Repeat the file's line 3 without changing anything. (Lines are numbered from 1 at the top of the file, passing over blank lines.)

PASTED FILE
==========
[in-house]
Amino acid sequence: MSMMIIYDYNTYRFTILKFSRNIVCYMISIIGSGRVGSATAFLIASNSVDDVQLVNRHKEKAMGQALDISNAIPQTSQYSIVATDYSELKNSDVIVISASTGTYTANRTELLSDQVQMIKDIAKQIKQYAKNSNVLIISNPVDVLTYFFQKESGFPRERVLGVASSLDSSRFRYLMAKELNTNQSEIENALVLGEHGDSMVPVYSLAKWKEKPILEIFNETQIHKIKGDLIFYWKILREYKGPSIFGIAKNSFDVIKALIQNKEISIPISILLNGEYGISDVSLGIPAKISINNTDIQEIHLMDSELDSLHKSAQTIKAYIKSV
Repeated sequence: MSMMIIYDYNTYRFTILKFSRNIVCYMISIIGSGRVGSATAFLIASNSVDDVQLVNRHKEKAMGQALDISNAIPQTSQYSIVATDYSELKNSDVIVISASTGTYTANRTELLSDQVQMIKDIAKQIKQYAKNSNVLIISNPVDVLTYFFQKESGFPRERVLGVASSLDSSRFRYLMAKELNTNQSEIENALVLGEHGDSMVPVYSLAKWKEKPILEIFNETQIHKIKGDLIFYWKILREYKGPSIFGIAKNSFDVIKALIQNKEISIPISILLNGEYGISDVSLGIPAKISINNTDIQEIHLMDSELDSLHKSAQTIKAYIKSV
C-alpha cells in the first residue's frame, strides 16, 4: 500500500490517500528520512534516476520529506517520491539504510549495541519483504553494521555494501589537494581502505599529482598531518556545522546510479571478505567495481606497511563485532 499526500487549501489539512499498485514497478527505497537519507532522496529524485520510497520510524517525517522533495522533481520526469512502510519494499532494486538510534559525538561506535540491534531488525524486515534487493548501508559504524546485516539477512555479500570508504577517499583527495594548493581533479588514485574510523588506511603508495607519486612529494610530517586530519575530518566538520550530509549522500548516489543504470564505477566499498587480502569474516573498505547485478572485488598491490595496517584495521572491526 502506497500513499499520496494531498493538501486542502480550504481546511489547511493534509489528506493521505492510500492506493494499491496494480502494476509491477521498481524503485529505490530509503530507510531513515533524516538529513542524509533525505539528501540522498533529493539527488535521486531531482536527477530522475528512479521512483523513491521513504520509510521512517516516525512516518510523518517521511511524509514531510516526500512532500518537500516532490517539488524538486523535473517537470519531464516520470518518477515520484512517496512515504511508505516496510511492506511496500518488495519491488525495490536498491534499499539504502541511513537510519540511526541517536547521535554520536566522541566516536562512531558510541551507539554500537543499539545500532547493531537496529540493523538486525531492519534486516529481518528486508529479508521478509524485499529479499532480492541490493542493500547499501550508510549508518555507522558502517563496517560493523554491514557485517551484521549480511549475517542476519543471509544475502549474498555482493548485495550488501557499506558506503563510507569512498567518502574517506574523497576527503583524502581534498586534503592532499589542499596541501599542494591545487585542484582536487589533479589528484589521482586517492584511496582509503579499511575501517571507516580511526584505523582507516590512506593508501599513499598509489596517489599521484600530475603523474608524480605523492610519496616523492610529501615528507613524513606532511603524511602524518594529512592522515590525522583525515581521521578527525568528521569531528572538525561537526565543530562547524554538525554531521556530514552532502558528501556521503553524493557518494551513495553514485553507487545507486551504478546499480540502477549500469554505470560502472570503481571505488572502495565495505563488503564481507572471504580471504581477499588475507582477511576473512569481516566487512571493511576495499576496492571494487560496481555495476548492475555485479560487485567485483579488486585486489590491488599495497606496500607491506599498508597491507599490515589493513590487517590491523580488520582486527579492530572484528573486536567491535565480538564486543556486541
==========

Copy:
Repeated sequence: MSMMIIYDYNTYRFTILKFSRNIVCYMISIIGSGRVGSATAFLIASNSVDDVQLVNRHKEKAMGQALDISNAIPQTSQYSIVATDYSELKNSDVIVISASTGTYTANRTELLSDQVQMIKDIAKQIKQYAKNSNVLIISNPVDVLTYFFQKESGFPRERVLGVASSLDSSRFRYLMAKELNTNQSEIENALVLGEHGDSMVPVYSLAKWKEKPILEIFNETQIHKIKGDLIFYWKILREYKGPSIFGIAKNSFDVIKALIQNKEISIPISILLNGEYGISDVSLGIPAKISINNTDIQEIHLMDSELDSLHKSAQTIKAYIKSV